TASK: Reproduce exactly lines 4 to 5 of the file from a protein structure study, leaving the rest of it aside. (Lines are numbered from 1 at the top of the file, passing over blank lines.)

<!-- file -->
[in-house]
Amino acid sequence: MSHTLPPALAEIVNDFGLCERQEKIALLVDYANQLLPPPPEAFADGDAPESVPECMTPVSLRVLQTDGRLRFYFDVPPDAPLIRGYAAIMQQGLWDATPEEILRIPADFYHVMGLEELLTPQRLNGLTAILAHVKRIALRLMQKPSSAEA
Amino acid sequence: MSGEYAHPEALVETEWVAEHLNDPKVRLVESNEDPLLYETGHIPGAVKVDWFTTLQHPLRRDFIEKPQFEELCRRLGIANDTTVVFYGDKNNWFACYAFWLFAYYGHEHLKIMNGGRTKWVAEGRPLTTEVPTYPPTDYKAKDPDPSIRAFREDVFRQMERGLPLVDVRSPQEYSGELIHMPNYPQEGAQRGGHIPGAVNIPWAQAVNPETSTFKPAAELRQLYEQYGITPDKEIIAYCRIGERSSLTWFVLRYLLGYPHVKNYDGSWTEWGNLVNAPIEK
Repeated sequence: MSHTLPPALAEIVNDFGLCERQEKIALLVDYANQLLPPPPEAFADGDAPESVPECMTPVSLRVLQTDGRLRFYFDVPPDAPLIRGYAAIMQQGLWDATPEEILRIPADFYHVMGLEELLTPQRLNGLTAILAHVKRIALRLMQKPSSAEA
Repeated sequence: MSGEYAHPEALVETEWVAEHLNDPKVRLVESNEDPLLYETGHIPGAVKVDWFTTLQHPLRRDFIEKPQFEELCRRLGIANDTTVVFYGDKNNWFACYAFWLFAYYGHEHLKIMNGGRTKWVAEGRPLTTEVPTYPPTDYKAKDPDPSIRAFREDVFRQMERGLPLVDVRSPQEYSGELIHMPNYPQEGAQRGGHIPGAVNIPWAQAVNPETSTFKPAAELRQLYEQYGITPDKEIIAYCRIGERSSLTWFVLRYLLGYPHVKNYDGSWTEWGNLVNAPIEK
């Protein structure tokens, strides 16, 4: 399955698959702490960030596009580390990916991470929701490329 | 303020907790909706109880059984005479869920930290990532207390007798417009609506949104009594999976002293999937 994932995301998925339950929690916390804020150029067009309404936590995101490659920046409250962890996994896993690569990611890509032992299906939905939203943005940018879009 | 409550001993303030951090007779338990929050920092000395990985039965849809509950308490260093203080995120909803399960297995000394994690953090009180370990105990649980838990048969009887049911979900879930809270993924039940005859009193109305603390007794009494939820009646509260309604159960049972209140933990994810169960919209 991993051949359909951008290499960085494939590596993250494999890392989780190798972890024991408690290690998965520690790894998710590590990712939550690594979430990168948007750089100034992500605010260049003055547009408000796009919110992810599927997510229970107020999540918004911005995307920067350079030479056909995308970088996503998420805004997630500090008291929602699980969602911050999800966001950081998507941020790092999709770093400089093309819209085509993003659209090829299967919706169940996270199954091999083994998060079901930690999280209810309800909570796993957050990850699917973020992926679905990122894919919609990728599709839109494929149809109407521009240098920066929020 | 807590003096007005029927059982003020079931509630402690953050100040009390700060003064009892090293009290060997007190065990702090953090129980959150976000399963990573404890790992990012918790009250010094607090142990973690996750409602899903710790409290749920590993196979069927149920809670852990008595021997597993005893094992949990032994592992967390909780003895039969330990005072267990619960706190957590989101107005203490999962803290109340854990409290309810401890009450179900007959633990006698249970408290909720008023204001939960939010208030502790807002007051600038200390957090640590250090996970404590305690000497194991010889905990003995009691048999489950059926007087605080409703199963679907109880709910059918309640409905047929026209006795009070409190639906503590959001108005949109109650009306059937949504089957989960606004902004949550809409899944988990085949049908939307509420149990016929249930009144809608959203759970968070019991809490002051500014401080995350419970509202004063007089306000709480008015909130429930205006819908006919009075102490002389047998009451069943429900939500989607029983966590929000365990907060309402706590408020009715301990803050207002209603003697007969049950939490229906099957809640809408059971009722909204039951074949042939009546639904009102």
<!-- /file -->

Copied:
Repeated sequence: MSHTLPPALAEIVNDFGLCERQEKIALLVDYANQLLPPPPEAFADGDAPESVPECMTPVSLRVLQTDGRLRFYFDVPPDAPLIRGYAAIMQQGLWDATPEEILRIPADFYHVMGLEELLTPQRLNGLTAILAHVKRIALRLMQKPSSAEA
Repeated sequence: MSGEYAHPEALVETEWVAEHLNDPKVRLVESNEDPLLYETGHIPGAVKVDWFTTLQHPLRRDFIEKPQFEELCRRLGIANDTTVVFYGDKNNWFACYAFWLFAYYGHEHLKIMNGGRTKWVAEGRPLTTEVPTYPPTDYKAKDPDPSIRAFREDVFRQMERGLPLVDVRSPQEYSGELIHMPNYPQEGAQRGGHIPGAVNIPWAQAVNPETSTFKPAAELRQLYEQYGITPDKEIIAYCRIGERSSLTWFVLRYLLGYPHVKNYDGSWTEWGNLVNAPIEK